August 01, 2013

Early Intervention Key to Reduce Effects of Childhood Emotional Abuse and Neglect

Newswise

The views expressed herein have not been approved by the House of Delegates or the Board of Governors of the American Bar Association, and accordingly, should not be construed as representing the policy of the American Bar Association.

Preschool children who have been neglected or emotionally abused exhibit a range of emotional and behavioral difficulties and adverse mother-child interactions that indicate these children require prompt evaluation and interventions, according to a systematic review.

A total of 42 studies of children age 0 to 6 years with confirmed neglect or emotional abuse who had emotional, behavioral, and developmental features recorded or for whom the carer-child interaction was documented were analyzed.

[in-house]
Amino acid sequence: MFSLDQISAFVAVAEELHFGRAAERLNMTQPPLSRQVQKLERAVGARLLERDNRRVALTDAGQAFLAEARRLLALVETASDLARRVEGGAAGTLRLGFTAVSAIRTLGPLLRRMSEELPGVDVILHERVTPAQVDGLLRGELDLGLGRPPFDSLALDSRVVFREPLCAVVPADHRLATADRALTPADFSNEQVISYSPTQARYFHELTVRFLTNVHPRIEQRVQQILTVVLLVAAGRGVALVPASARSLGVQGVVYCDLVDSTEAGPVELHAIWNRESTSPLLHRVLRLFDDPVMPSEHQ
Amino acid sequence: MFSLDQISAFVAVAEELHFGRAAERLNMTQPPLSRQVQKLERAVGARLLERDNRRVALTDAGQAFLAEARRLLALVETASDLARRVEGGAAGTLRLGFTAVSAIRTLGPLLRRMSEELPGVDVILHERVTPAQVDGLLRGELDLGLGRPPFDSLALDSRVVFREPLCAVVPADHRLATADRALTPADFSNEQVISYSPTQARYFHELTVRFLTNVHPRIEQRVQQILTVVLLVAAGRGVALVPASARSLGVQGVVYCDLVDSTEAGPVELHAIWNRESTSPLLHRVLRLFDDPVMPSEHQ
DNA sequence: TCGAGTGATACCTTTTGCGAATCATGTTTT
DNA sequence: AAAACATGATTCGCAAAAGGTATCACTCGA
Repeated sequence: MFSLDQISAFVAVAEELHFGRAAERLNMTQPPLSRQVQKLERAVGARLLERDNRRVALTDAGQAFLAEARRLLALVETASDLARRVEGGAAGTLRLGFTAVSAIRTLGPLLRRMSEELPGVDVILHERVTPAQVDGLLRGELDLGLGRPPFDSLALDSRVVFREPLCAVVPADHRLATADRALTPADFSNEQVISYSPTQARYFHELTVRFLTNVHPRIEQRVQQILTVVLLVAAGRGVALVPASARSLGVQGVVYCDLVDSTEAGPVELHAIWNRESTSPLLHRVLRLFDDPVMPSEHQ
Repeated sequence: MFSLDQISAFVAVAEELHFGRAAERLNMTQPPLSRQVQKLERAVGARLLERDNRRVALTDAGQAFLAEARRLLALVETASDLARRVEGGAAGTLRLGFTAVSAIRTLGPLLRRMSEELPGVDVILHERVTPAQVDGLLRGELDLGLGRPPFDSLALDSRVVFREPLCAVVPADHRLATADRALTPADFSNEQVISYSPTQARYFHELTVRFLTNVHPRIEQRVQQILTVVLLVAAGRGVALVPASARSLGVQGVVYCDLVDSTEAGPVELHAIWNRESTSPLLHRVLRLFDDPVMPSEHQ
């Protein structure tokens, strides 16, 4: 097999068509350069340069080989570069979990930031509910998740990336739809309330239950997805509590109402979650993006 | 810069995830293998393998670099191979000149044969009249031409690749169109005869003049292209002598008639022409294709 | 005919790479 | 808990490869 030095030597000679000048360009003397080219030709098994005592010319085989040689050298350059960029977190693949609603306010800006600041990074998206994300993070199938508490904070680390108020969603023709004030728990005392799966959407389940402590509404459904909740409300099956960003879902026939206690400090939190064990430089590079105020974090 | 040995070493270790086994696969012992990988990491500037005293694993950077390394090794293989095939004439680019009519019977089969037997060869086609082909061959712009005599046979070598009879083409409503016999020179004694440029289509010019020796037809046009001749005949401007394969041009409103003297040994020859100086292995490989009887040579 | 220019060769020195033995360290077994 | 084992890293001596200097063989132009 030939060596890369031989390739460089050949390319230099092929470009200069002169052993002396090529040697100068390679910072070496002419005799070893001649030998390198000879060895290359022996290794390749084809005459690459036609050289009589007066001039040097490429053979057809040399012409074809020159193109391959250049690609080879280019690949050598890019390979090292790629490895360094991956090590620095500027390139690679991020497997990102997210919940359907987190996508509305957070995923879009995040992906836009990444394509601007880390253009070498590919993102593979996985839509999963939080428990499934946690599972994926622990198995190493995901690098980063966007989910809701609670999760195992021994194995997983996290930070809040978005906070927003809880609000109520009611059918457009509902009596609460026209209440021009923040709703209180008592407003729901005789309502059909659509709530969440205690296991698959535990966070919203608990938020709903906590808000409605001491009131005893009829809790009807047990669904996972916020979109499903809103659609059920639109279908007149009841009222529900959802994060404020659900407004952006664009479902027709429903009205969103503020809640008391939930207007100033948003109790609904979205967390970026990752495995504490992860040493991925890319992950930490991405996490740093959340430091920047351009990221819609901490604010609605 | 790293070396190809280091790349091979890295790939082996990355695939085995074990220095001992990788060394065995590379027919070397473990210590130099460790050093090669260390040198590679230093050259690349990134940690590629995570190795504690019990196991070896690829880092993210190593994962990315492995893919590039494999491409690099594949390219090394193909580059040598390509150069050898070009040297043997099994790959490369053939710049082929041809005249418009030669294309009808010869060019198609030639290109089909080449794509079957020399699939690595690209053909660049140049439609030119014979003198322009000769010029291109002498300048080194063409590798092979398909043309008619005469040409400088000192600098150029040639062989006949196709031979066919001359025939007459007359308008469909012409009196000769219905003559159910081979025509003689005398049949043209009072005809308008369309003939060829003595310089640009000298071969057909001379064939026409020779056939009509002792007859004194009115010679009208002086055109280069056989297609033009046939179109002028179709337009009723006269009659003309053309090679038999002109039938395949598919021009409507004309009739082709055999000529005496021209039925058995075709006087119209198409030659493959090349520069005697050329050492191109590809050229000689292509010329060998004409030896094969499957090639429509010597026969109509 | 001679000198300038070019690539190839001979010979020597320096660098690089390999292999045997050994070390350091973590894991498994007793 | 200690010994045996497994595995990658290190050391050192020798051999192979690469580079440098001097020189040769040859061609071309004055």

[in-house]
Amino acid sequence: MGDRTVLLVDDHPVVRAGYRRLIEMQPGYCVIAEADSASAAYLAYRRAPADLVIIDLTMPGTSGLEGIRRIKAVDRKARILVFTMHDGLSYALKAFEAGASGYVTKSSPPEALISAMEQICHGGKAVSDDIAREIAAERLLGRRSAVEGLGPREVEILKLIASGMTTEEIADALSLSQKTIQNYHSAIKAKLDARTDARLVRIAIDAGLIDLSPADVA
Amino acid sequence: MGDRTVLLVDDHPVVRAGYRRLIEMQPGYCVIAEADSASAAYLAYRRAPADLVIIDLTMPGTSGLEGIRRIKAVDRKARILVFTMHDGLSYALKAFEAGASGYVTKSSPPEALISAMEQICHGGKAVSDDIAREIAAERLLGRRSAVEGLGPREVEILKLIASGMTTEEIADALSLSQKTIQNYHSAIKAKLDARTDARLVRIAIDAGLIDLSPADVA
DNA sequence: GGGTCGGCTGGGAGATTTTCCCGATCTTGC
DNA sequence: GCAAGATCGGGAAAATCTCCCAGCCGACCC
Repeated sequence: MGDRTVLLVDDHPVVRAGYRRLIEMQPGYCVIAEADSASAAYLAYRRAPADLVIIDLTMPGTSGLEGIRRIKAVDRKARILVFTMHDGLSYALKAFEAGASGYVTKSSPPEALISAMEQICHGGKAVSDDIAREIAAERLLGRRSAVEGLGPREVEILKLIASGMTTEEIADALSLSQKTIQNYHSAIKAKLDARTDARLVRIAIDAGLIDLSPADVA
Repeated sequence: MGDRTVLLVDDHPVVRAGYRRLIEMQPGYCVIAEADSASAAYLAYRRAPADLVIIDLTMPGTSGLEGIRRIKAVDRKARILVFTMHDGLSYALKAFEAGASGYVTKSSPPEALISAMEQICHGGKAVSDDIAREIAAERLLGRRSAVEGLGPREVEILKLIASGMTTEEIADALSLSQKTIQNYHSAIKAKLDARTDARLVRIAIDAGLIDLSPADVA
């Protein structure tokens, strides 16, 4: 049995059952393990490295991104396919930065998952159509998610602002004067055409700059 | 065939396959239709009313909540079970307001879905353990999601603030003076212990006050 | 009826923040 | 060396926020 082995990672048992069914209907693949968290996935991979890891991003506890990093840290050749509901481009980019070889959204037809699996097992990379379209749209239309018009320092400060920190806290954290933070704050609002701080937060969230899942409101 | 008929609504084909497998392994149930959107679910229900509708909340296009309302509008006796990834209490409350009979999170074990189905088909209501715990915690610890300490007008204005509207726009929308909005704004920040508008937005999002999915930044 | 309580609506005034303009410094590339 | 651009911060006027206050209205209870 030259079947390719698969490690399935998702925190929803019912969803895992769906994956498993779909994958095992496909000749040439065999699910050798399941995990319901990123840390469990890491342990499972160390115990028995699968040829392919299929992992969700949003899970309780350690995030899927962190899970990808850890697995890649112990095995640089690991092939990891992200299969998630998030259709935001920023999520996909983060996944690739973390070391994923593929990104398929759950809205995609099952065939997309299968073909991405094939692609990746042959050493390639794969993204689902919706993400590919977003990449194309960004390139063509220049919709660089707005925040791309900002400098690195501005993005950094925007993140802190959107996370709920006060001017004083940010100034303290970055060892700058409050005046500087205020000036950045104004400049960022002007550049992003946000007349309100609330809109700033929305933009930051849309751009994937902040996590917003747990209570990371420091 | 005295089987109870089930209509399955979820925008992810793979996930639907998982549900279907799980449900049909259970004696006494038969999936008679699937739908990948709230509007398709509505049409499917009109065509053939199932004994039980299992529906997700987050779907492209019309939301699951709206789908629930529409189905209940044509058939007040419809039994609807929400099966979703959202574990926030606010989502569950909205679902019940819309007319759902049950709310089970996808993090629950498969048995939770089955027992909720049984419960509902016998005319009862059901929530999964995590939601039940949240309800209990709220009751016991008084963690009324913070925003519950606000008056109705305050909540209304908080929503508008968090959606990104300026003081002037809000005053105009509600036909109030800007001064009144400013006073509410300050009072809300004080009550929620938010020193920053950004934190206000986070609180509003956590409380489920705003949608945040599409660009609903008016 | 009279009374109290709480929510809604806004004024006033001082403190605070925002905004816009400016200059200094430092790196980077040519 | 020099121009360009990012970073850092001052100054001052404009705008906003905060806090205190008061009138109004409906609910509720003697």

Key features in the child included aggression, withdrawal or passivity, developmental delay, poor peer interaction, and transition from ambivalent to avoidant insecure attachment pattern and from passive to increasingly aggressive behavior and negative self-representation. Emotional knowledge, cognitive function, and language deteriorate without intervention. Poor sensitivity, hospitality, criticism, or disinterest characterize maternal-child interactions. 

“Lifelong consequences include physical and mental health problems; impairments in language, social, and communication skills; and severe effects on brain development and hormonal functioning.” The study concludes, “early intervention has the potential to change children’s lives.”